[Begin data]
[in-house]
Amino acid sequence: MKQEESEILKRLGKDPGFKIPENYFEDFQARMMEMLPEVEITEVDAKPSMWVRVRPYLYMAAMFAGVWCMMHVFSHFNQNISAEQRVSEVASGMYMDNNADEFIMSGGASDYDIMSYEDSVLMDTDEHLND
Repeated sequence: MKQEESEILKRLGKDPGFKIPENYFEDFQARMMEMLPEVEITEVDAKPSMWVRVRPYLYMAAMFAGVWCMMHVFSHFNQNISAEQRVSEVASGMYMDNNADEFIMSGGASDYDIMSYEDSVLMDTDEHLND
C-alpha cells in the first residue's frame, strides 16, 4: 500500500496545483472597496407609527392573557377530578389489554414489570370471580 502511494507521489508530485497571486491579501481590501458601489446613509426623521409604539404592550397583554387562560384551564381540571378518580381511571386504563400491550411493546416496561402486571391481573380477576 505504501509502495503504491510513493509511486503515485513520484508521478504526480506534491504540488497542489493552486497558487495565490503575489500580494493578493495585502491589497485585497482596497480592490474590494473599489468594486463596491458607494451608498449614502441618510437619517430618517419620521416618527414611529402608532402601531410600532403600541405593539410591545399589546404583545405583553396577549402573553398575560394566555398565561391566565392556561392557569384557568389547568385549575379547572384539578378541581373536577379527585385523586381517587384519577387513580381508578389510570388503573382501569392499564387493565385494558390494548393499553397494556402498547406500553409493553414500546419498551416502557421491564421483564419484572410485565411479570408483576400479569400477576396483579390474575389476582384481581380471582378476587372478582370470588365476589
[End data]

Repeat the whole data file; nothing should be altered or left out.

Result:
[in-house]
Amino acid sequence: MKQEESEILKRLGKDPGFKIPENYFEDFQARMMEMLPEVEITEVDAKPSMWVRVRPYLYMAAMFAGVWCMMHVFSHFNQNISAEQRVSEVASGMYMDNNADEFIMSGGASDYDIMSYEDSVLMDTDEHLND
Repeated sequence: MKQEESEILKRLGKDPGFKIPENYFEDFQARMMEMLPEVEITEVDAKPSMWVRVRPYLYMAAMFAGVWCMMHVFSHFNQNISAEQRVSEVASGMYMDNNADEFIMSGGASDYDIMSYEDSVLMDTDEHLND
C-alpha cells in the first residue's frame, strides 16, 4: 500500500496545483472597496407609527392573557377530578389489554414489570370471580 502511494507521489508530485497571486491579501481590501458601489446613509426623521409604539404592550397583554387562560384551564381540571378518580381511571386504563400491550411493546416496561402486571391481573380477576 505504501509502495503504491510513493509511486503515485513520484508521478504526480506534491504540488497542489493552486497558487495565490503575489500580494493578493495585502491589497485585497482596497480592490474590494473599489468594486463596491458607494451608498449614502441618510437619517430618517419620521416618527414611529402608532402601531410600532403600541405593539410591545399589546404583545405583553396577549402573553398575560394566555398565561391566565392556561392557569384557568389547568385549575379547572384539578378541581373536577379527585385523586381517587384519577387513580381508578389510570388503573382501569392499564387493565385494558390494548393499553397494556402498547406500553409493553414500546419498551416502557421491564421483564419484572410485565411479570408483576400479569400477576396483579390474575389476582384481581380471582378476587372478582370470588365476589